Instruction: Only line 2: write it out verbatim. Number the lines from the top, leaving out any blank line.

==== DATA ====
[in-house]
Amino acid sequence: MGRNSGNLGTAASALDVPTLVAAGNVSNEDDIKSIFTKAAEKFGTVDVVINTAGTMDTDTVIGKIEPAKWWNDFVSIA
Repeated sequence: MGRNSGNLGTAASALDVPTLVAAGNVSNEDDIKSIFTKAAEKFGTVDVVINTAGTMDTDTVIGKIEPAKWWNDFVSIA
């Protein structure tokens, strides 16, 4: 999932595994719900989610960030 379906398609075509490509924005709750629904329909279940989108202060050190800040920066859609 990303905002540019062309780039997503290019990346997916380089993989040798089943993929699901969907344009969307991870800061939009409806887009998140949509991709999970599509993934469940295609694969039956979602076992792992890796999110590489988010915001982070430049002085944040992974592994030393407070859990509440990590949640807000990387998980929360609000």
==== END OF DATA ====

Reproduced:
Amino acid sequence: MGRNSGNLGTAASALDVPTLVAAGNVSNEDDIKSIFTKAAEKFGTVDVVINTAGTMDTDTVIGKIEPAKWWNDFVSIA